Port Britain

Table of Contents

Title Page
Harbours And Port
Toronto Harbour, Or Bay
The Port Of Liverpool, Or Pickering, Formerly Called Frenchman's Bay
Whitby Harbour
Port Darlington
Raby Head
Bond Head, Or Port Of Newcastle
Port Hope
Presqu'isle Harbour
Scotch Bonnet Lighthouse
Weller's Bay
Kingston Harbour
Sackett's Harbour
Port Ontario
Oswego Harbour
Little Sodus Bay
Big Sodus Bay
Genesee River
Oak Orchard Creek
Niagara River
Port Dalhousie
Port Of Hamilton & Burlington Canal
Port Credit
Wellington Square, And Nelson Or Bronte
Port Britain
Extract From "An Act To Compel Vessels To Carry A Light During The Night And To Make Sundry Provisions To Regulate The Navigation Of The Waters Of This Province." 14 & 15 Victoria, Chap. 126
Royal Humane Society's Directions for the Reocvery Of The Apparently Drowned
Table of Illustrations

Plan of Intended Harbour of Refuge and Docks at Port Britain
Having been favoured by J. Morrell, Esq., the President of the Port Britain Harbour Company, with a detailed account of the works now in progress, and having received a copy of the Report, drawn up by E. G. O'Brien, Esq., and Captain Weatherley, for the President and Directors of the Company, it affords me great pleasure to be able to lay before the public an authentic account of this excellent Harbour of Refuge.

I am also indebted to Messrs. Armstrong, Hime, and Beere, for an excellent Photographic Plan of the Harbour, of which I have availed myself.

Port Britain is situated in the centre of the Township of Hope, in the County of Durham, about sixty miles to the eastward of Toronto, four miles west of Port Hope, and nearly opposite the City of Rochester.

The great advantages to be derived from this Harbour, will arise from the splendid anchorage afforded by a blue clay bottom, entirely free of boulders, which is not to be attained to the eastward of this port, and which under any extremity will form a safe and secure refuge for all vessels navigating the Lake, protected as it is by the bluff both to the eastern and western limits of the harbour, and will thus form a shelter for any vessel, in the almost impossible event of her inability to obtain the shelter of the piers or harbour itself.

The Inner Harbour will be formed by the natural basin, having an area of about 15 acres, with 12 feet depth of water; and the Outer Harbour will be formed by piers extending about 700 feet from the shore into the Lake, 300 feet apart at the entrance, with 14 feet depth of water, enclosing a surface of six acres, and thus available to vessels of any draught navigating the Lakes. There will also be lights on both pier ends.

The progress of these works has been so rapid, that the outer harbour will be accessible to vessels by the middle of June, and I am informed that a portion of the inner harbour will be completed so as to afford every accommodation to shipping for the fall trade.

It is not, however, the intention of the Company to complete the whole of the inner harbour immediately, their principal object being to ensure a secure Harbour of Refuge, extensive enough to meet the present exigencies of commerce, leaving the completion of the work, until such time as the rapidly increasing trade of the country may require.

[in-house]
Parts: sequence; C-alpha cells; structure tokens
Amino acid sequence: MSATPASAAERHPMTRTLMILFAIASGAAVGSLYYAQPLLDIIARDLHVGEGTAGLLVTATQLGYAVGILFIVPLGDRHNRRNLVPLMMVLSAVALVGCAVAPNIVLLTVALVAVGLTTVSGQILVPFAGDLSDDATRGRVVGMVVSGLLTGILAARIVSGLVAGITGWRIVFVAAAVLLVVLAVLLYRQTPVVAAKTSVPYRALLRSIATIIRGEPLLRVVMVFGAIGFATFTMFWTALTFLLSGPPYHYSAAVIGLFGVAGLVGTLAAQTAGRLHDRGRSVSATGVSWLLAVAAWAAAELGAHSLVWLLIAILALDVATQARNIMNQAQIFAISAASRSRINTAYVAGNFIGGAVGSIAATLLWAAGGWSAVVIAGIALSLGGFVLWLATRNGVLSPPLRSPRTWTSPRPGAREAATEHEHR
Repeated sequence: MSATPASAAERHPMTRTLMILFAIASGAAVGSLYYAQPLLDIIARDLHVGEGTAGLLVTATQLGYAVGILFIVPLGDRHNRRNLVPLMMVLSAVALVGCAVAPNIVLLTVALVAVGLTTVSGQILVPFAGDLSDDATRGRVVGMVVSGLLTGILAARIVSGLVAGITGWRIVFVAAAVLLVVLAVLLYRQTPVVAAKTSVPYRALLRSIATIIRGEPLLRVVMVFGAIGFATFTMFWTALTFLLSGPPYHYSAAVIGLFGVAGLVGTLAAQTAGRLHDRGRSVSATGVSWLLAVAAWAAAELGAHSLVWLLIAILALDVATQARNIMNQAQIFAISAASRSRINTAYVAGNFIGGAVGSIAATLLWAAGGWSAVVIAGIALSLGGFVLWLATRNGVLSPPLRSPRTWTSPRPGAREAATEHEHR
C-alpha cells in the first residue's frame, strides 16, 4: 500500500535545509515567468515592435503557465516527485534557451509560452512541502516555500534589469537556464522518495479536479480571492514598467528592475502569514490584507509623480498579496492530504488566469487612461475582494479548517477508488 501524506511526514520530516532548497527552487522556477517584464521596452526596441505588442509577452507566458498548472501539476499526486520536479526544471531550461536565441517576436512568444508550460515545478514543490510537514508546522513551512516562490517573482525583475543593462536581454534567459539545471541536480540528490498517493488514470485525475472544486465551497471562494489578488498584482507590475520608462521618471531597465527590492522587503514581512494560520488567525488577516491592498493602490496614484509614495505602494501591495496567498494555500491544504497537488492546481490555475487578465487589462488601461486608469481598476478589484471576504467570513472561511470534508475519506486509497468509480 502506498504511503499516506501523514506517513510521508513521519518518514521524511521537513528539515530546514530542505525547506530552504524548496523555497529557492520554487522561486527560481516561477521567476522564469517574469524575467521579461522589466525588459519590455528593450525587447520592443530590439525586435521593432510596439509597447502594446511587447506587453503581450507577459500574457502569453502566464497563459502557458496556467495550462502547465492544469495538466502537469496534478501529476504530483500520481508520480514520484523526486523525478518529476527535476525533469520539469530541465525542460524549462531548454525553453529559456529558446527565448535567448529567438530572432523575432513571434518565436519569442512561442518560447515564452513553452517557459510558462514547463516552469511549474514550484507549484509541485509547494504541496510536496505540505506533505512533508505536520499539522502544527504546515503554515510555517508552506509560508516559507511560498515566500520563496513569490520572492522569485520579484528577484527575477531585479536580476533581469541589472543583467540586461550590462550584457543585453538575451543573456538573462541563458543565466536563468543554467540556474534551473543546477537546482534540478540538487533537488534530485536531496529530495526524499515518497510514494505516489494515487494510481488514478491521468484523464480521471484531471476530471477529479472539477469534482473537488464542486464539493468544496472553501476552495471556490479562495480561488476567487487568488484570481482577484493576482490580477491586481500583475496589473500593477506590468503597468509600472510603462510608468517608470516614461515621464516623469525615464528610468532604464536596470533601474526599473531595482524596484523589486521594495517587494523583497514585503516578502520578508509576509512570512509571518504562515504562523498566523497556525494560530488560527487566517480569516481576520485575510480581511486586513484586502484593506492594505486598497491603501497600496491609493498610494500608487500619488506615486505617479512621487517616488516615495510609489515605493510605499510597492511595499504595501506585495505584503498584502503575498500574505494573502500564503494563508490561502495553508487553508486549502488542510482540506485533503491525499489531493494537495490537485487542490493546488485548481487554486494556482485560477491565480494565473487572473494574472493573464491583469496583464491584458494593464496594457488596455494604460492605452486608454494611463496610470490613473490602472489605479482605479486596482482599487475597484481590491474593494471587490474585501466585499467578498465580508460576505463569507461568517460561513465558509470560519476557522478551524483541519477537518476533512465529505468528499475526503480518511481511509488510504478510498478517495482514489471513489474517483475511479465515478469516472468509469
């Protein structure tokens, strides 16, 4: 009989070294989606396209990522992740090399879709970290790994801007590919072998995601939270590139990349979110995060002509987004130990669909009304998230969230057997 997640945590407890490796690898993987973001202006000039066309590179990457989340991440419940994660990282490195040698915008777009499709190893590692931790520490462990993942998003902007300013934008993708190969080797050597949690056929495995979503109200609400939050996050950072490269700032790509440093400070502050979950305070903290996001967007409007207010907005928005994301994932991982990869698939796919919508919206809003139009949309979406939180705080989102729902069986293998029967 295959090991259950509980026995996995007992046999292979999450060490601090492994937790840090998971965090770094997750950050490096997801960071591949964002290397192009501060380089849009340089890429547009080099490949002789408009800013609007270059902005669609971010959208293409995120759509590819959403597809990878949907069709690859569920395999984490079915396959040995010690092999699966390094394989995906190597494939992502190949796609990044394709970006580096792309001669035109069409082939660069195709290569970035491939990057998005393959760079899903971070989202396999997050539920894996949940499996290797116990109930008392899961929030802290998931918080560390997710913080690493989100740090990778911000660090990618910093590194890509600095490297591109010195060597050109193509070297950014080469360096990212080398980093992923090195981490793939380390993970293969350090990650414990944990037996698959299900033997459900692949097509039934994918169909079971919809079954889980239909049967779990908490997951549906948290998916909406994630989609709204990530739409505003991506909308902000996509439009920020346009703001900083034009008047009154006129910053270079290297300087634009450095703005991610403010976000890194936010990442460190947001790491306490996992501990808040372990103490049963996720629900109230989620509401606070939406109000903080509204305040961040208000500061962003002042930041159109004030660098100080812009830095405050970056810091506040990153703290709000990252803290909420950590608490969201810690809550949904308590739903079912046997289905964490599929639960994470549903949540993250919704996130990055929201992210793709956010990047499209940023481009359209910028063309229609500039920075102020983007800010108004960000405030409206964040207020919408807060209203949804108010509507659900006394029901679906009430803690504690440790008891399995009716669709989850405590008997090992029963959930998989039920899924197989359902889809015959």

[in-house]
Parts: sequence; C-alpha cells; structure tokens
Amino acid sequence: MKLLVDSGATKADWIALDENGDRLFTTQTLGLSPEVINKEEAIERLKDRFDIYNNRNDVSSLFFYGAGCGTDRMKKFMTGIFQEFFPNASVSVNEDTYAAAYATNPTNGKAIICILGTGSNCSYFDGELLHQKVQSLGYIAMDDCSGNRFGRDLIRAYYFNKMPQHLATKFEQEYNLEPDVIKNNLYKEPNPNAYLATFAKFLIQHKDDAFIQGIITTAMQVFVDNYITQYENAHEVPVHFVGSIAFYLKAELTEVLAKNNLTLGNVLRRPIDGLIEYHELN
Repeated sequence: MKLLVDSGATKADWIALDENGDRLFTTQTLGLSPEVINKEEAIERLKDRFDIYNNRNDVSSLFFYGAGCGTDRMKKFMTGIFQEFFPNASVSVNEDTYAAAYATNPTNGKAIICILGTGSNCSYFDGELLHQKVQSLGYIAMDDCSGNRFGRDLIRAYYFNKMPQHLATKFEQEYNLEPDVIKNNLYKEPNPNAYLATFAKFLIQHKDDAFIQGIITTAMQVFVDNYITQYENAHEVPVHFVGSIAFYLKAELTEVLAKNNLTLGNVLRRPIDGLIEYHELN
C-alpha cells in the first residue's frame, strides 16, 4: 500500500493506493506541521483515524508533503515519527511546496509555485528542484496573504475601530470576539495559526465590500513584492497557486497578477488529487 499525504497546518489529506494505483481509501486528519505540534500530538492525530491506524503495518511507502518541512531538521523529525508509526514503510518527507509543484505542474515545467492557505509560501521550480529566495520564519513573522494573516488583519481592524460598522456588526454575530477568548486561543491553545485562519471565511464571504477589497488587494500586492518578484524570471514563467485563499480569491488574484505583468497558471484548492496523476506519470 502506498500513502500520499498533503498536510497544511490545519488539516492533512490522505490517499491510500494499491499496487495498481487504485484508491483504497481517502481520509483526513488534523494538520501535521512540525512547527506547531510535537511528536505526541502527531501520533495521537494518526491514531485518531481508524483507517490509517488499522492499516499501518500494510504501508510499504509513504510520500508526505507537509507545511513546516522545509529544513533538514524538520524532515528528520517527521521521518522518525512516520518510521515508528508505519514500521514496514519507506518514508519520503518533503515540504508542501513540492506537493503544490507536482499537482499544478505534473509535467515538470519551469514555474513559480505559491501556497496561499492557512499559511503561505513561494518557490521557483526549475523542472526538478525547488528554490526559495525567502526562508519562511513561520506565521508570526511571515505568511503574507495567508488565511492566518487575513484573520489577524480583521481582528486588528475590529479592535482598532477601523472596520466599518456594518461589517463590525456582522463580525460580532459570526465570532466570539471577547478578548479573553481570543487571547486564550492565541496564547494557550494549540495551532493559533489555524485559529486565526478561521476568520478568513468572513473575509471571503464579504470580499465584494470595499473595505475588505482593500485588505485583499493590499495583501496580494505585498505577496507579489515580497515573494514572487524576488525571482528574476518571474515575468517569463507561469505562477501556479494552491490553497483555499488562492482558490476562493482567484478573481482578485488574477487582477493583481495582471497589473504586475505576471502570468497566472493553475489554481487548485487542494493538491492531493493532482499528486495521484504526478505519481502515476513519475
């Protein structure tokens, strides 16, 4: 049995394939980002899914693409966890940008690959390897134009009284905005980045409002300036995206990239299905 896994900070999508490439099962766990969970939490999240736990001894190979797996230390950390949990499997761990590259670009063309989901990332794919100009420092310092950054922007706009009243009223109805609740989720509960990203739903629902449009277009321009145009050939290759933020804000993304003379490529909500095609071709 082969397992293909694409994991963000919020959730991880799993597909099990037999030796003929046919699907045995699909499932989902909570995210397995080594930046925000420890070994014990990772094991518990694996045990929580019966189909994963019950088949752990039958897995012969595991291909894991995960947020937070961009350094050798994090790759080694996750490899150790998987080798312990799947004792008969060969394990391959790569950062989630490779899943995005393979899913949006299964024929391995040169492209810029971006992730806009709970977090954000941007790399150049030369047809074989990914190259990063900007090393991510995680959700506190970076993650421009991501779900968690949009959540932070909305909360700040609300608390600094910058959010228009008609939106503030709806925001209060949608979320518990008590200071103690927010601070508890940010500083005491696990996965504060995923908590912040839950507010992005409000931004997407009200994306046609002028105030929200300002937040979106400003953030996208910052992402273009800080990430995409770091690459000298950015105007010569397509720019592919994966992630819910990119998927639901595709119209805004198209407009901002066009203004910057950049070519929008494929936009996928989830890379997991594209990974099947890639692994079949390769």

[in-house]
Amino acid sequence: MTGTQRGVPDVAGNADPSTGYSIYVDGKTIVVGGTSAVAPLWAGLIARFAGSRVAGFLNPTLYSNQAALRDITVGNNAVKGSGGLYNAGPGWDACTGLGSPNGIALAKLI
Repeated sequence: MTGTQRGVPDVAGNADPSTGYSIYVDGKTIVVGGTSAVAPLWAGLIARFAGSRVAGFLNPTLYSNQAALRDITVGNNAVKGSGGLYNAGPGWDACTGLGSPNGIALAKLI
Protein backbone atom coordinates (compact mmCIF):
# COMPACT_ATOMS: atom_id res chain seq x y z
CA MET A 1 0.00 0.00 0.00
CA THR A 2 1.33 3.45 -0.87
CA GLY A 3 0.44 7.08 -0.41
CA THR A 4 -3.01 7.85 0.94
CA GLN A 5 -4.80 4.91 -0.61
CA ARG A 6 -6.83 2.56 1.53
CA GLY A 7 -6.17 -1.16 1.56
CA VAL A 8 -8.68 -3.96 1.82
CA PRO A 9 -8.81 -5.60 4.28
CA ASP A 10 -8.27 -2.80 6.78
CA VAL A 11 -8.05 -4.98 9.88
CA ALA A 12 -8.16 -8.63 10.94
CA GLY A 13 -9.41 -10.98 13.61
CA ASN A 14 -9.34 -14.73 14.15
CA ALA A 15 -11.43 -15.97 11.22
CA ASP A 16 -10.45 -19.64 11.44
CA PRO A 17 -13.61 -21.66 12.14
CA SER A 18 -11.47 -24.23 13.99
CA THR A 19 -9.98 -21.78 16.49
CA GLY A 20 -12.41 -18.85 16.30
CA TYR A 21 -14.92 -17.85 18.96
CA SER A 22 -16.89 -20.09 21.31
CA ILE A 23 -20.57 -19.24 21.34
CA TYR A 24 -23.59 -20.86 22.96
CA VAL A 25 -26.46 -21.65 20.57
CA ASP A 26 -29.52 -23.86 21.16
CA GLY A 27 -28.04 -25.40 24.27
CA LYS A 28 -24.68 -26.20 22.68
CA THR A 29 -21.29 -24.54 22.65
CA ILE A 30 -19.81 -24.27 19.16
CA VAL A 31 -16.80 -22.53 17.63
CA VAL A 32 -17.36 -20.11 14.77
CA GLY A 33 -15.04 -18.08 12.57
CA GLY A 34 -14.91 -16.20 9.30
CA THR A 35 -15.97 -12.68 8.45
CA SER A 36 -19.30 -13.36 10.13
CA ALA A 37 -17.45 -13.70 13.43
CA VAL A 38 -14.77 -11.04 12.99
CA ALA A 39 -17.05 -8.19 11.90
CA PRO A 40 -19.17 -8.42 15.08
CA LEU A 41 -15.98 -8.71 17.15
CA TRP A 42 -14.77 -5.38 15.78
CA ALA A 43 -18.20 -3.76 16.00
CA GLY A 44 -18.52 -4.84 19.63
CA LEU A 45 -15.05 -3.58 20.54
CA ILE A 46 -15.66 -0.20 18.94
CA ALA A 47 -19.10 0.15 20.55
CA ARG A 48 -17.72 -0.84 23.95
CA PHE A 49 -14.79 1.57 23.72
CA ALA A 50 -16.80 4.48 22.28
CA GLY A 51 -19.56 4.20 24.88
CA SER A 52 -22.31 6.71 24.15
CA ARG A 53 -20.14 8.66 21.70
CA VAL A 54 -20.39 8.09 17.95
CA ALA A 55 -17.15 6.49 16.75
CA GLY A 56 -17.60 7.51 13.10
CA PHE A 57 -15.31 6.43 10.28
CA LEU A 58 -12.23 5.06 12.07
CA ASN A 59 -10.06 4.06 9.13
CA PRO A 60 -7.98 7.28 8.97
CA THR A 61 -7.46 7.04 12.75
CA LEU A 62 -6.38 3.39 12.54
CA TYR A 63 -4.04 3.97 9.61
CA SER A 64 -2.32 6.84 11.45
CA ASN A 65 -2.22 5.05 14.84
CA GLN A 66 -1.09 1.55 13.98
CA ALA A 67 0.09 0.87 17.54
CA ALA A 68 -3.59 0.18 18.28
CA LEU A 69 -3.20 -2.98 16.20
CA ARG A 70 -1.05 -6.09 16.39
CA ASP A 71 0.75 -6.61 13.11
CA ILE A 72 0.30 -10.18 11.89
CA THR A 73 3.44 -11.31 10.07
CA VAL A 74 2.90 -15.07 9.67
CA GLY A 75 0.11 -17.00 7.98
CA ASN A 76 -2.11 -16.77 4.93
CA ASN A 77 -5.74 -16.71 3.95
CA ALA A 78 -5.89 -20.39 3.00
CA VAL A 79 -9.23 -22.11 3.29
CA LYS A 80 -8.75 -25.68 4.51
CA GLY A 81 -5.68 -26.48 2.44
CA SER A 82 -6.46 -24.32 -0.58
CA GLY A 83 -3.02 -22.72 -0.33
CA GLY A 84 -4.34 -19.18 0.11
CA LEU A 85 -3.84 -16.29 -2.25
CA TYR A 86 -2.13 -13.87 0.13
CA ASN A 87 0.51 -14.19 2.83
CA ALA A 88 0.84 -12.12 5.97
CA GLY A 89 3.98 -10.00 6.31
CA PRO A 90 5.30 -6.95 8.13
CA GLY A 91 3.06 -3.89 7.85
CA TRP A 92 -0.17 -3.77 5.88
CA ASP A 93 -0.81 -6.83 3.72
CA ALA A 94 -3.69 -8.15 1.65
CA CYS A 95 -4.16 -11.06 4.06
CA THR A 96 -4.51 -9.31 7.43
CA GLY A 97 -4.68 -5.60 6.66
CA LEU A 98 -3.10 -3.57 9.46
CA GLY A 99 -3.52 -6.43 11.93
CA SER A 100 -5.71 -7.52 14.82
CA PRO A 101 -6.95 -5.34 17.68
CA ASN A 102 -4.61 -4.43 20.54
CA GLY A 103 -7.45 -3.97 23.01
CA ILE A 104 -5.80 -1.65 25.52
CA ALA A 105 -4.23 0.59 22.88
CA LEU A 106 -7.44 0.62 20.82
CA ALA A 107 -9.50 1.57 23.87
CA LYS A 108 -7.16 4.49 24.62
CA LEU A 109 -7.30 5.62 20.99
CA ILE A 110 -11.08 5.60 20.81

Extract: from the Report of E. G. O'Brien, Esq., and Captain Weatherley.

"I first directed my attention to the anchoring ground, both outside and within the intended basin, good holding ground being essential to a harbour of refuge, and without which no place can be safely used as a trading port. This condition of a good harbour I found fulfilled more satisfactorily than I anticipated.

* * * The bottom, both outside and within, as it will be when cleaned out to a depth of about fifteen feet, is a clay, and as far as I could ascertain, free from boulders, making the best holding ground possible. The construction of the harbour, as shewn by the plans, I consider preferable to any of the artificial ports which I have seen; being not only more safe, but much larger than any other on that part of the coast of Lake Ontario. Opening wide east and west within, it allows the entrance between the piers extending south into the Lake to be made more direct and wider than would otherwise be safe; and again, the piers protecting this entrance, diverging from each other as they approach the inner harbour, give the wave rolling in, room to spread, and thereby lessen its force.

For all commercial purposes, it possesses the great advantage of ample room for wharves, stores, ship-yards, or lumber-yards, with the GRAND TRUNK RAILROAD running along its entire length, and accessible at all points.

The whole is surrounded by an amphitheatre of rising ground, at such a distance as to allow the freest circulation of air, and at the same time afford sufficient protection from westerly, northerly, and easterly winds."


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electronic edition is based on the original in the collection of the Marine Museum of the Great Lakes at Kingston.